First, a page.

> Seriously though, you are expecting an awful lot of the> general public if you think they're going to wade> through a list of hundreds of possible shows just to> pick out, say, five they'd rather their money went into! It doesn't have to be that complicated. For a start, specifying shows that you currently watch would be easy enough. The master list of new show candidates would be categorised and searchable; you wouldn't claim that it's expecting a lot of people to search for info on the internet, would you? And people would make shortlists of promising candidates, so you could confine your wading to lists compiled by people who have similar tastes to your own. Also, people could make less specific requests, eg "science fiction", and leave the details up to others to decide. Or they can ignore the process altogether, and just watch whatever appeals to them out of what gets produced - but then they'd have no excuse for complaining 8)> You're also saying that disasters wouldn't happen> because people will always enjoy what they've picked -> but what if they don't like the casting?! What if it > doesn't get the right timeslot, or it's too short or too> long?! That already happens, and would happen under any possible system (except timeslot would no longer be a such a major factor, since everything would be released on DVD straight away). My suggested system wouldn't be perfect, but I'm confident it would result in less disappointment than the current system.> So my comment about opportunity cost was - if you> have a public asking for a massive range of shows> some of them are bound to be unpopular because> resources will end up being spread thinner between> them.I'd imagine shows would specify a minimum budget that they'd require to produce. Any show not popular enough to meet at least that budget wouldn't be made,so resources would not be spread too thinly.> So the more you cater to minorities, the more your> ability to make really high quality shows diminishes. High quality popular shows would still be possible, but there'd also be more room for lower budget minority appeal productions.> In the system you're suggesting people would need> such direct input for the spending of their tax to be> "just" that you would end up with something you're> against - art by committee.I disagree that such extreme control is necessary for the system to be "just".> Not necessarily - and that's not necessarily a bad thing> if it does happen if the lowest common denominator is> in the majority. I have no objection to some shows being made for that audience, but I do object to the creators being forced to compromise their artistic vision to broaden the appeal of a show. > You might not like it - but then, hey, you haven't paid> for it in a commercial world!Yes I have. In the current system, shows are paid for by advertisers, who pay for their advertising by charging more for their products, which means a higher cost to me.> I also find it interesting that you assume publically> funded directors/creators would be... more inspired, > shall we say, than commercial ones. You're obviously> familiar with Babylon 5. JMS fought tooth and nail to> get his shows made. To break through in a commercial> setting you have to be really good, because the second> you're not you're gone. Wouldn't it have been better if JMS could have concetrated all his effort on making his shows as good as possible, instead of constantly fighting to be able to make them at all? You need certain qualities (and luck) to succeed commerically, but they don't necessarily have much to do with making good shows. I'd hardly hold up JMS as an example of the current system serving us well; his shows have been severely messed up by it.> Whereas in a publically funded> environment you could have a lot of mediocre creators> constantly plying their trade. How would mediocre creators convince the public that their shows were worth making?> Clearly budgets in general are a factor, but there is> something to be said for competition for a limited> number of posts. That would still be the case under a centrally funded system; not all proposals would be made, only the most popular.> What this all boils down to is - it's really, really difficult> to please all of the people all of the time. Communism> didn't manage to pull it off because its publically funded> factories had no way of knowing what to produceThere'd be no excuse for that with current technology.> and no real incentive to produce quality merchandise> as opposed to mediocre merchandise - if you get paid> regardless, why bother? Er, because you'll have to use that merchandise yourself? Because if you work quickly and produce quality goods, you won't have to work as much? (well made goods don't need to be replaced as often, so not as many need to be made) Because you take pride in your work?> Another reason for having profit, of course, is that it> allows for inward investment in capital. Probably> another area where publically funded institutions fall> down - what they can invest in may well be restricted> by the government.Unlimited investment in capital is not a good thing. There's no reason the government couldn't set sensible levels of investment.> I think the reason the BBC does so well is that it> doesn't have the monopoly on TV. I doubt that the BBC's quality would go down hill if the competition went away. Especially if the people in charge were subject to being fired if the people didn't approve of what they were doing.> there's a simple fact that hasn't been> raised yet. Data might be unlimited, but a human's > ability to absorb it isn't. So to use an overused phrase> we probably are approaching "information overload" > where we simply have too many choices. > In a publically funded scenario that would just continue> and be wastefulWhy? Shouldn't a publically funded system be equally or more capable of avoiding overproduction? If people thought too much data was being produced, they'd reduce funding for it. > Which brings us back full circle to the question - how> much is data worth? Data I have no time to > watch/read/listen to is worthless to me. It might not> be to someone else. Should I be charged for its> production? Data has no worth if you don't have access to it, so maximising accessibility maximises worth. Particular data might not be directly of value to you, maybe it is of value to someone who uses it for purposes that are useful to you. Everyone should contribute to the creation of data, and everyone should be able to contribute to deciding what data to create. That does not mean that data should not be created unless every single person agrees on it; some data will be created that is useless to you, some will be created that is useful to you but useless to others.> How do you put a value on subjective entertainment? > Do any of us really buy a film or a CD because it's> "value for money"?No, but we might choose not to buy something because it isn't.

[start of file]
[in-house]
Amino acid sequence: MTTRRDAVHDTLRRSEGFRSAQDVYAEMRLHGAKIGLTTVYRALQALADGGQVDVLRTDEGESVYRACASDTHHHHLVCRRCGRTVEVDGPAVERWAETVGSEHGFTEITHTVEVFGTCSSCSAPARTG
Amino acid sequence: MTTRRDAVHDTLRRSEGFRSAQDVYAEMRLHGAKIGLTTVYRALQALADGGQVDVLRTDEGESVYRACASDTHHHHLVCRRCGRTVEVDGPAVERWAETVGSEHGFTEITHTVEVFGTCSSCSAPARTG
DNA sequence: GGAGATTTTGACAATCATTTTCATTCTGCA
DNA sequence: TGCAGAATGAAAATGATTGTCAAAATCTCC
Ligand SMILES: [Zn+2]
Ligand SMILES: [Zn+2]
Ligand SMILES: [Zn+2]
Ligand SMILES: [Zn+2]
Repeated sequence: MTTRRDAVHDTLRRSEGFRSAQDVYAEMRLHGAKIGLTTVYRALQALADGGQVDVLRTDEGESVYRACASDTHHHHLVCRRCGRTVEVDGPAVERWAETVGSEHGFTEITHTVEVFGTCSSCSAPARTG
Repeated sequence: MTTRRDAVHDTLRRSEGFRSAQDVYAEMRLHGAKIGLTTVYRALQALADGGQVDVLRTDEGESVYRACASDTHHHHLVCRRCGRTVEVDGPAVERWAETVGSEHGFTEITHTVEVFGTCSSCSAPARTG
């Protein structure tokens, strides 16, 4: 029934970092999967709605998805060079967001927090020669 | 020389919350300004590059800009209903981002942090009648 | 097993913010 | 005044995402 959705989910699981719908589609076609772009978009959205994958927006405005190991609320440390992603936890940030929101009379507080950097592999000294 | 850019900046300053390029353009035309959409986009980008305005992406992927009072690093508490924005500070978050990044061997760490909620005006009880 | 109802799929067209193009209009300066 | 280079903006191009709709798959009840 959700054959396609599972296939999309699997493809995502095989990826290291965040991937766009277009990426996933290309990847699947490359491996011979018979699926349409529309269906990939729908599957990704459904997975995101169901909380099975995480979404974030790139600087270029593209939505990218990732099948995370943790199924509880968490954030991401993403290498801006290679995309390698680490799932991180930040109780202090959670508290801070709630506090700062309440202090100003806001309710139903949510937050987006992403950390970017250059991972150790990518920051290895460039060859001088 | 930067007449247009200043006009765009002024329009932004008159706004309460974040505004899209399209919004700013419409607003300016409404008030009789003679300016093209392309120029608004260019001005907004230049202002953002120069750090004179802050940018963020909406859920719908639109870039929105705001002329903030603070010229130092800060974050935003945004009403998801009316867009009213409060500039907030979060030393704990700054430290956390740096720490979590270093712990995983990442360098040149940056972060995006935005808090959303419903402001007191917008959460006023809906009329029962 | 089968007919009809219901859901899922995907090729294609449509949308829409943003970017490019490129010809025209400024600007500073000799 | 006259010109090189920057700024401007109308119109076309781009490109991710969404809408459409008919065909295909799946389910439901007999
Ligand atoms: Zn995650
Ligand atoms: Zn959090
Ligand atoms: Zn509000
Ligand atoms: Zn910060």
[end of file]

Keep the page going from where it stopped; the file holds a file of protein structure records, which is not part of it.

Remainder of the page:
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Postby AndyThomas » Tue Nov 26, 2002 4:12 pm